The federal budget deficit totaled $1.7 trillion in fiscal year 2023, about $300 billion (23%) larger than the year before, according to a preliminary analysis released by the Congressional Budget Review on Tuesday.
The federal government received $4.4 trillion in revenues during the October 2022 to September 2023 period – $455 billion (9%) less than the year before. Outlays for the full fiscal year were $6.1 trillion, or $141 billion (2%) less than a year earlier.
As the CBO noted last month, the cancelation of the Biden administration’s plan to forgive billions of dollars in student loan debt distorted the data in both 2023 and 2022. If the recorded costs and savings for that plan – which never took effect – are excluded, the deficit in 2022 would shrink to about $900 billion, while the deficit in 2023 would increase to about $2 trillion.
“Thus, without the effects of debt cancellation (and excluding the effects of timing shifts), the deficit would have grown by nearly $1.1 trillion from 2022 to 2023,” CBO said.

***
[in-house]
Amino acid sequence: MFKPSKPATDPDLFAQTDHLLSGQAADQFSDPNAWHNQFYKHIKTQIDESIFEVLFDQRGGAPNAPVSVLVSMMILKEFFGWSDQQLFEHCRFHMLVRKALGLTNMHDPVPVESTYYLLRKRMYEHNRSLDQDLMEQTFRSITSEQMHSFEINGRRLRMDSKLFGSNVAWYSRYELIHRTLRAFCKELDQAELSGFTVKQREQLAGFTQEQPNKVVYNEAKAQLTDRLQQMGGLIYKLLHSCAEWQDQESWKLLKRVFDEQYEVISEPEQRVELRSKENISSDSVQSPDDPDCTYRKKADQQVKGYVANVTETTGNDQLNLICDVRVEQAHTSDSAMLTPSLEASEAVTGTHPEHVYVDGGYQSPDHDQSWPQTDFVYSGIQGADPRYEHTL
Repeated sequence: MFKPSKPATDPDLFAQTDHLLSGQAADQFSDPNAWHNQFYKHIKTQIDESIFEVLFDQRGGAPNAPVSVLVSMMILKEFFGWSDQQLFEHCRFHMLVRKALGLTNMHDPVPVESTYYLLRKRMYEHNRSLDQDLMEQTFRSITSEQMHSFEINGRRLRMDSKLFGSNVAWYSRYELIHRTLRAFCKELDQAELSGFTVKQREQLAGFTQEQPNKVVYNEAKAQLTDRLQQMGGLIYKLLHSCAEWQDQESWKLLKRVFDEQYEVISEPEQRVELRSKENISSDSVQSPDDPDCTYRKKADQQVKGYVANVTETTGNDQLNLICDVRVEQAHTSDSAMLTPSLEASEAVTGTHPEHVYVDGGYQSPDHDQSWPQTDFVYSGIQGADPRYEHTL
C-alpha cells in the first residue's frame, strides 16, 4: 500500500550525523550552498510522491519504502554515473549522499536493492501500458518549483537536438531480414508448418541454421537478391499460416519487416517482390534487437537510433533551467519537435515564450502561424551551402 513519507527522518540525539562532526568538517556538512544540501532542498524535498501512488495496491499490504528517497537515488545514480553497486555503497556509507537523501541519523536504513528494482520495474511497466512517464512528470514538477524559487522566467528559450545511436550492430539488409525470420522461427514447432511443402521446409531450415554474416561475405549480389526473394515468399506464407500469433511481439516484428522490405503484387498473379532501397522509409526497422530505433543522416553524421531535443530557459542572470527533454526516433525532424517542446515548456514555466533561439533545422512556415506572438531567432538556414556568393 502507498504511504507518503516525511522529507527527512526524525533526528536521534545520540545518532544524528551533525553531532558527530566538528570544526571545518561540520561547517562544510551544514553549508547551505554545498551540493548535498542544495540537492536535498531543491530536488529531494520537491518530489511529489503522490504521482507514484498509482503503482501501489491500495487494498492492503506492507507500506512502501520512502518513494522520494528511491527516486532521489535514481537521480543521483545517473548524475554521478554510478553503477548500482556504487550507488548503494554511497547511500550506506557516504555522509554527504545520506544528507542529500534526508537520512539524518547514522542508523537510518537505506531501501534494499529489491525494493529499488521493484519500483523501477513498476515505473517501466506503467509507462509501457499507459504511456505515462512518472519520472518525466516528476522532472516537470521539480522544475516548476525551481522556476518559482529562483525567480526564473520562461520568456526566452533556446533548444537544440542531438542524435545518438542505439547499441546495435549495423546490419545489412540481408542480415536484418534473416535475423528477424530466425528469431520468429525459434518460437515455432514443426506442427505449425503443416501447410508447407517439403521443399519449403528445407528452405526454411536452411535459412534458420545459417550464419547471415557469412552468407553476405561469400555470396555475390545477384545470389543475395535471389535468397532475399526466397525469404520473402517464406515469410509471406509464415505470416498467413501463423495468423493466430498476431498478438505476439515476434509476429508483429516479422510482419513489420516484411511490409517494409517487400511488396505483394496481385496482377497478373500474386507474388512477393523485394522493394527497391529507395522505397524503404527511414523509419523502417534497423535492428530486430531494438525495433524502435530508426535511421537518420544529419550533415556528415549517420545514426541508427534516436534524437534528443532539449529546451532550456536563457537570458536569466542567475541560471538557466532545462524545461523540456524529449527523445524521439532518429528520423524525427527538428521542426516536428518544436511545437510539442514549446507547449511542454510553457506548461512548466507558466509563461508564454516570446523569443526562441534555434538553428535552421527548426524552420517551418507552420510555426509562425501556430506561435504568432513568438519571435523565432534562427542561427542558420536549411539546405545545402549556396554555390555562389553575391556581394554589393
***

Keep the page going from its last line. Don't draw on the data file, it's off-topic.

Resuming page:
The fiscal hawks at the Committee for a Responsible Federal Budget said the latest CBO numbers highlight the need to bring the federal debt and deficit under control. “After declining in recent years due to the pandemic ending, the deficit is now back on the rise, totaling $1.7 trillion in 2023 and more than double last year’s when you exclude the President’s now-overturned student debt cancellation and timing shifts,” CRFB's president Maya MacGuineas said in a statement. “With deficits doubling, interest rates surging, major trust funds on course to be exhausted in a decade, and new security threats emerging – everything is telling us it’s time to address the debt.”
The U.S. Treasury will provide the final, official numbers for the 2023 budget later this week.